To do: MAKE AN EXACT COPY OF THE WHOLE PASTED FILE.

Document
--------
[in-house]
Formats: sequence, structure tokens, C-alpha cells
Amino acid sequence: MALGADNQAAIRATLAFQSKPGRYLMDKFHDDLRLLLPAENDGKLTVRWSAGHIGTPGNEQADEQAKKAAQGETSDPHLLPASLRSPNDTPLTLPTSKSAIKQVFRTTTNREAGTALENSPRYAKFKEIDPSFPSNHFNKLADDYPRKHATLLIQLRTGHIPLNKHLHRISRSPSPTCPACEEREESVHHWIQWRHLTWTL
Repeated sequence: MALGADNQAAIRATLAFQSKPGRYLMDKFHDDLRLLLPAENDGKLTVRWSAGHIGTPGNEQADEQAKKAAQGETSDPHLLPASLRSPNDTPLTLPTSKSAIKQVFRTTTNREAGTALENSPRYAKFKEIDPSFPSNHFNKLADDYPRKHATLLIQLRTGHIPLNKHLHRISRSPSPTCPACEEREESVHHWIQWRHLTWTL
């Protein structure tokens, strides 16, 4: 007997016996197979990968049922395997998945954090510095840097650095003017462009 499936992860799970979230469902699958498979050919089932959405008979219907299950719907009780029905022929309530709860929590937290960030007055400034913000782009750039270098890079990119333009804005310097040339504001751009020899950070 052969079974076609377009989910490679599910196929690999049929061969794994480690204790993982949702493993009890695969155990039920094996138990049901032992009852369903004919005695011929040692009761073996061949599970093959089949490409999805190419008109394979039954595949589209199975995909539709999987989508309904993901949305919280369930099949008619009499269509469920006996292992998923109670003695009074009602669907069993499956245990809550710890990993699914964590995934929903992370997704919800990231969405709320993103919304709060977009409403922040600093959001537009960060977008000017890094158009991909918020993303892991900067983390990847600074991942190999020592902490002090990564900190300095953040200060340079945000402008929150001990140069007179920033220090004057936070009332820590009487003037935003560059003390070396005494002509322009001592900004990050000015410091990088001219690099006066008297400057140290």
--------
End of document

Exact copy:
[in-house]
Formats: sequence, structure tokens, C-alpha cells
Amino acid sequence: MALGADNQAAIRATLAFQSKPGRYLMDKFHDDLRLLLPAENDGKLTVRWSAGHIGTPGNEQADEQAKKAAQGETSDPHLLPASLRSPNDTPLTLPTSKSAIKQVFRTTTNREAGTALENSPRYAKFKEIDPSFPSNHFNKLADDYPRKHATLLIQLRTGHIPLNKHLHRISRSPSPTCPACEEREESVHHWIQWRHLTWTL
Repeated sequence: MALGADNQAAIRATLAFQSKPGRYLMDKFHDDLRLLLPAENDGKLTVRWSAGHIGTPGNEQADEQAKKAAQGETSDPHLLPASLRSPNDTPLTLPTSKSAIKQVFRTTTNREAGTALENSPRYAKFKEIDPSFPSNHFNKLADDYPRKHATLLIQLRTGHIPLNKHLHRISRSPSPTCPACEEREESVHHWIQWRHLTWTL
């Protein structure tokens, strides 16, 4: 007997016996197979990968049922395997998945954090510095840097650095003017462009 499936992860799970979230469902699958498979050919089932959405008979219907299950719907009780029905022929309530709860929590937290960030007055400034913000782009750039270098890079990119333009804005310097040339504001751009020899950070 052969079974076609377009989910490679599910196929690999049929061969794994480690204790993982949702493993009890695969155990039920094996138990049901032992009852369903004919005695011929040692009761073996061949599970093959089949490409999805190419008109394979039954595949589209199975995909539709999987989508309904993901949305919280369930099949008619009499269509469920006996292992998923109670003695009074009602669907069993499956245990809550710890990993699914964590995934929903992370997704919800990231969405709320993103919304709060977009409403922040600093959001537009960060977008000017890094158009991909918020993303892991900067983390990847600074991942190999020592902490002090990564900190300095953040200060340079945000402008929150001990140069007179920033220090004057936070009332820590009487003037935003560059003390070396005494002509322009001592900004990050000015410091990088001219690099006066008297400057140290």